This training should teach them to recognize it in themselves as well as others. Some people may not realize that their behavior can actually be classified as bullying or harassment. In addition, many people are often witnesses to bullying but fail to report. Employees should be trained to recognize and report on these instances to foster a healthy and transparent workplace culture.

Take all reports seriously

Companies that respond professionally and immediately to allegations of workplace bullying are likely to find that their employees are more comfortable reporting bullying incidents. Of course, the more bullying is reported, investigated and, ideally, eliminated, the less bullying you’ll have to contend with in the future. Not only is investigating bullying good for company culture, morale and business success, it can help your company maintain compliance with anti-harassment laws and regulations. There are many things you can do to conduct effective internal investigations, which we have outlined here.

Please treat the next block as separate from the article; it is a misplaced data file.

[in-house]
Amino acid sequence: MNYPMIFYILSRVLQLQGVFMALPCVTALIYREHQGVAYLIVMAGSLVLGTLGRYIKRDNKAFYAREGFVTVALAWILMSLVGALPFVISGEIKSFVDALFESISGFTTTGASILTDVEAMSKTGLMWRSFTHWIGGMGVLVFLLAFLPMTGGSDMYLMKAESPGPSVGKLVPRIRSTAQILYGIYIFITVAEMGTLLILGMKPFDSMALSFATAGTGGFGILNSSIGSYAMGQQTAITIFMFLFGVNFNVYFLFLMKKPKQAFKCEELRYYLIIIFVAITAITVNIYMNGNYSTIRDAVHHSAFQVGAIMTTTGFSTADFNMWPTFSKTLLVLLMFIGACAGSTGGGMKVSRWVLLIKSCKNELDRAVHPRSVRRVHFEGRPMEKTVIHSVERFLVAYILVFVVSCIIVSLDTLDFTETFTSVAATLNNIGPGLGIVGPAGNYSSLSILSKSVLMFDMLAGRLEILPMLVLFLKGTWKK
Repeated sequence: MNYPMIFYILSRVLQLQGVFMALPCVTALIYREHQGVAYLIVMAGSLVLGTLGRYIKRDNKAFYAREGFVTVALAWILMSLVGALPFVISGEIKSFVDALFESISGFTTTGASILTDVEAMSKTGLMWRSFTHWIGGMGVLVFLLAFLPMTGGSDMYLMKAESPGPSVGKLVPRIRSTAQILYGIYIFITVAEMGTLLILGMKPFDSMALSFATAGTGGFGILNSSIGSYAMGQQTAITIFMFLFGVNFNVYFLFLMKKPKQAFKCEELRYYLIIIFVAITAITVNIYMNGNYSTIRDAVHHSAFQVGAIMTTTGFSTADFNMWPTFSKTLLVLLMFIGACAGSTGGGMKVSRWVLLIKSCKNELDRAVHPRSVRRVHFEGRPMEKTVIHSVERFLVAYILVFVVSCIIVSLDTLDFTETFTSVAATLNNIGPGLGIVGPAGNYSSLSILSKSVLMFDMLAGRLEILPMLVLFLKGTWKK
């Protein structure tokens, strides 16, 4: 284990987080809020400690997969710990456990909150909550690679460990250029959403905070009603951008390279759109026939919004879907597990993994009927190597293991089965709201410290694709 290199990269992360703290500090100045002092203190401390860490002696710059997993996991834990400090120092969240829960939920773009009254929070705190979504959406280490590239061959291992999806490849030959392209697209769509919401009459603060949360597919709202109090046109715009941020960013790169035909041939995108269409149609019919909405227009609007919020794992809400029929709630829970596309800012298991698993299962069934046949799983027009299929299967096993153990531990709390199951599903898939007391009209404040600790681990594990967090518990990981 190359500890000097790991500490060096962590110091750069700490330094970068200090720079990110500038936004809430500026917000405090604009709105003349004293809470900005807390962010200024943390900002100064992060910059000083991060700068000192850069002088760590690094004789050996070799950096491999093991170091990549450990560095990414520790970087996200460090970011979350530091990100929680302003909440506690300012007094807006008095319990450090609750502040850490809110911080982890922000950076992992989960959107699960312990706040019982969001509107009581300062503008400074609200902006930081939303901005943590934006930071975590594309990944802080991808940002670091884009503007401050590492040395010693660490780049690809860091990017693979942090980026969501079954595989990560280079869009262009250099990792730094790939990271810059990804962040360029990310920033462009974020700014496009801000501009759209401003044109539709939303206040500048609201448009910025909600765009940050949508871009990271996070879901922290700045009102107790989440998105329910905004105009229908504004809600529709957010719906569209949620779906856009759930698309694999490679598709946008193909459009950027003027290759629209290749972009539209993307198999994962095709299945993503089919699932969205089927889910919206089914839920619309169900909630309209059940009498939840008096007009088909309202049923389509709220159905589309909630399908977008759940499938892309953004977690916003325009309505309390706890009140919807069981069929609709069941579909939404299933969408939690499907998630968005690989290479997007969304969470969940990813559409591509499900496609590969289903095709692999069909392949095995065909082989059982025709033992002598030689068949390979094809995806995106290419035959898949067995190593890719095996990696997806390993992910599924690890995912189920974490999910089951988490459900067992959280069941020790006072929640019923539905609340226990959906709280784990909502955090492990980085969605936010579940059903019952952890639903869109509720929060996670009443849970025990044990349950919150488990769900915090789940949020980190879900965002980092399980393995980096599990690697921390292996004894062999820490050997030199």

Promote accountability at all levels

Manager training about bullying is instrumental to eliminating bullying in the workplace for two reasons: the company communicates clearly that supervisory bullying will not be tolerated, and they typically have the greatest visibility into co-worker peer-to-peer bullying behaviors. They are often the first line when a victim or witness reports bullying. Teach managers to identify the signs of bullying and to respond appropriately to bullying concerns. Make managers accountable for enforcing a zero-tolerance policy for bullying, just as they are responsible for enforcing your anti-harassment policy. Setting up effective internal whistleblowing hotlines are a key asset in preventing internal fraud.